By John Krull
Republican presidential candidate Donald Trump is a godsend for comedians and cartoonists.
With his puffed-up soufflé of a hairstyle and a countenance that congeals into a pucker every time he tries to make a point, the Donald blurs the line between caricature and documentary. Most comics say Trump isn’t just good for easy laughs; he’s great for free guffaws, too.
The Donald is savvy enough to know that, when people tell jokes about him, they also talk about him, too. They pay attention even as they chuckle.
That’s why Trump is laughing all the way to the lead of the GOP presidential nominating process.
The problem is the things he’s doing and saying really aren’t jokes.
Fascism just isn’t that funny.
We Americans tend to think of fascism in its most extreme form – Stormtroopers clad in black uniforms goose-stepping on their way to the gas chamber, the crematorium and mass murder. Anything short of that tragic brutality can’t be the real thing.
But fascism comes in degrees, just as any other political system does.
The fascist leader who aspires to power generally begins by summoning up an illustrious (and often imaginary) past when a group of people who feel downtrodden and deprived – or even cheated by fate and history – enjoyed prosperity and respect. This aspiring leader promises to make the depressed community or country “great” or “strong” again.
This leader either ignores or treats with contempt laws and constitutional constraints as hindrances that, the leader says, keep the people from restoring their greatness once more. If the leader is informed, for example, that citizens cannot be required to carry special identification or be banned from the country based on their religious faith, the leader responds with scorn by saying that respecting such restrictions on power is one of the reasons the country is “weak.”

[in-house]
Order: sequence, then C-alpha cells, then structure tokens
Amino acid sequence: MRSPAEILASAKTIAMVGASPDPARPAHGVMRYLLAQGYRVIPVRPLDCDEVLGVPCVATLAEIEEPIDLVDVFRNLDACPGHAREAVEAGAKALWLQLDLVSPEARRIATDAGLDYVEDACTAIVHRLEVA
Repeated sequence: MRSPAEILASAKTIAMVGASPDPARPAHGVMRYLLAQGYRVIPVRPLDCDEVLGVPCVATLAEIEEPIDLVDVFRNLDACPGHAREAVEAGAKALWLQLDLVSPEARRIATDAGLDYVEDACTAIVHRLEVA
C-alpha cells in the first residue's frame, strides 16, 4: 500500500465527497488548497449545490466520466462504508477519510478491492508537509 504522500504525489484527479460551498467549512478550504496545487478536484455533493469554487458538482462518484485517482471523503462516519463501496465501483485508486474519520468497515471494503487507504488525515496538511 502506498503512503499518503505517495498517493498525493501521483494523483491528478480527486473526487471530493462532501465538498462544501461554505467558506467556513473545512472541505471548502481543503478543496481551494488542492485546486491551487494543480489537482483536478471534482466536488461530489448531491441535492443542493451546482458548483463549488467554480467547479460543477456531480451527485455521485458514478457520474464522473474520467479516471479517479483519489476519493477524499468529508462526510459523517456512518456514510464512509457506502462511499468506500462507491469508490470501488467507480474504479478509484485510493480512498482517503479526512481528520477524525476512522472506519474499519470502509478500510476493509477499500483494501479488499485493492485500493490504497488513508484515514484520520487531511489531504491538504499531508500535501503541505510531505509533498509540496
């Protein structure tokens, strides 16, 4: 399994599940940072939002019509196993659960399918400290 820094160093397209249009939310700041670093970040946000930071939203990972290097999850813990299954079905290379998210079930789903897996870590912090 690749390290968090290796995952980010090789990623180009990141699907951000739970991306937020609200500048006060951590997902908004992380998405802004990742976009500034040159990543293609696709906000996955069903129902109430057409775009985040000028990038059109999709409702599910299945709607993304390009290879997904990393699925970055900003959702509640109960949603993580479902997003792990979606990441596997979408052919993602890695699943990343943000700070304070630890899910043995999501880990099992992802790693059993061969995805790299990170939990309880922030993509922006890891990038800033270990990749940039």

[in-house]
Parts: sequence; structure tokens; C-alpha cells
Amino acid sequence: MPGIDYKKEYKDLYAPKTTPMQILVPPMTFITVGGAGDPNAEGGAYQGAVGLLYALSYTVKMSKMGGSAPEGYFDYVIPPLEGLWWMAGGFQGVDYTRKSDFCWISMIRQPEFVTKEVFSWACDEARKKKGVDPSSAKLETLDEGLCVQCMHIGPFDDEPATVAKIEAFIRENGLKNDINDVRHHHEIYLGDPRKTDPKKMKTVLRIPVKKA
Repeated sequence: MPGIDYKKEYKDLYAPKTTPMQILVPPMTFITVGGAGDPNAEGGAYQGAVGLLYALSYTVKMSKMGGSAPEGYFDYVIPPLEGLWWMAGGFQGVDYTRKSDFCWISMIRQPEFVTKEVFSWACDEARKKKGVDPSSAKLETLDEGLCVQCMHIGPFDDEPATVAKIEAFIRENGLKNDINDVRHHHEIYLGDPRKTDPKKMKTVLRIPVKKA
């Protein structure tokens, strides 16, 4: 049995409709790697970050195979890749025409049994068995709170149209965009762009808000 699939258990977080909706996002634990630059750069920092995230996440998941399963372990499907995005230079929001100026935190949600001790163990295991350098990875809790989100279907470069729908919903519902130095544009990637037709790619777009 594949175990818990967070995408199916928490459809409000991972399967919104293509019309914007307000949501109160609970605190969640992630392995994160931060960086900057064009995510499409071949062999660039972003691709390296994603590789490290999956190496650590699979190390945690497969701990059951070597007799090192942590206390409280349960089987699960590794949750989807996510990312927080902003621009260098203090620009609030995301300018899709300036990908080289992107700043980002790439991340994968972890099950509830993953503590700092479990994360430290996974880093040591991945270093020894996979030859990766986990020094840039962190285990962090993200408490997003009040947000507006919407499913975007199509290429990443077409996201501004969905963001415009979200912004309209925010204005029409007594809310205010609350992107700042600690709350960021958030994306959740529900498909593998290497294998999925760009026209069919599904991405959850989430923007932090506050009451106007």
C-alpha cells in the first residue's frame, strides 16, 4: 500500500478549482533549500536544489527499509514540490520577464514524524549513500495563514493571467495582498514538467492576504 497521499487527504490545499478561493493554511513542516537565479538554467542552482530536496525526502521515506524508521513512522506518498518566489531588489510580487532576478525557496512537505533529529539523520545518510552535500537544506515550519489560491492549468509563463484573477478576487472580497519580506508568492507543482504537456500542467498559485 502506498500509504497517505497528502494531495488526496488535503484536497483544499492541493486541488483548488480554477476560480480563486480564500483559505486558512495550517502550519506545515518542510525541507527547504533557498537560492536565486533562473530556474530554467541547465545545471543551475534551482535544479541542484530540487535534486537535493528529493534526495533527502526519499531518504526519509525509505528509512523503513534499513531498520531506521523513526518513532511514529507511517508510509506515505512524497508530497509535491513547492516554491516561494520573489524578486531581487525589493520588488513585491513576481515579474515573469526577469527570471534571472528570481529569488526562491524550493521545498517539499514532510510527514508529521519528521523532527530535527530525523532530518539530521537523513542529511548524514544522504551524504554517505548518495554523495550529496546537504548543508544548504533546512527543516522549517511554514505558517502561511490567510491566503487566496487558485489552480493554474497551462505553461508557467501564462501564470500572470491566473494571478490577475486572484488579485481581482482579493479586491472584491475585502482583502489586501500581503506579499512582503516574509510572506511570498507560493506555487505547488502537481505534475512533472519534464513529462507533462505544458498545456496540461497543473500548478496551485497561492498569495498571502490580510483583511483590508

And the leader finds demographic groups – Jews, gypsies, Mexicans, Muslims – that are preventing the good people, the true citizens, from achieving their just status.
Sound like anyone we know?
I want to make clear I don’t believe for a second Trump and the great bulk of his supporters would countenance the worst atrocities associated with fascism. They may be scared and short-sighted, but they are not evil.
Nonetheless, we Americans have a distressing tendency to think historic forces and tragedies that have afflicted other countries cannot touch us.
That just isn’t true.
We have flirted with fascism before.
In the 1930s, Father Charles Coughlin and, some say, Louisiana’s Huey Long, like Trump, attracted millions of followers with a toxic mix of promises of strong-man government and attacks on “others” who, in their eyes, were to blame for America’s “weakness.” That time, like this time, was a period of both economic and social upheaval, an era in which a distressing number of people thought their distress could be relieved and their problems could be solved by isolating and punishing scapegoats.
The fear that gives rise to fascism, however soft, demonstrates how fragile freedom can be.
The irony of American history, a beautiful one, is that the principles we set forth in our founding documents, the Declaration of Independence and the Constitution, challenge Americans at least as much as they reassure us. Time and time again, disenfranchised people have used America’s bedrock beliefs to indict us for not honoring our best selves.
Thus, what began as a rebellion of property-holding white slave owners against a distant monarchy has grown, over more than two centuries, to be an ongoing revolution in which those bedrock beliefs became the tools by which African-Americans, women, gays, lesbians, bisexuals, immigrants and, yes, Muslims have been able to secure for themselves and their posterity the blessings of liberty.
Freedom, it turned out, by definition cannot be caged and will not be confined to any one group of people – or denied to those who desire it fiercely enough.
I’m not sure Donald Trump or his most devoted supporters understand that.
There are, I know, people who dismiss Trump as little more than a sideshow huckster, an entertainer who will say anything to draw a crowd.
I doubt that’s the case.
Trump seems to say what he believes and believe what he’s saying.
That’s the part that just isn’t funny.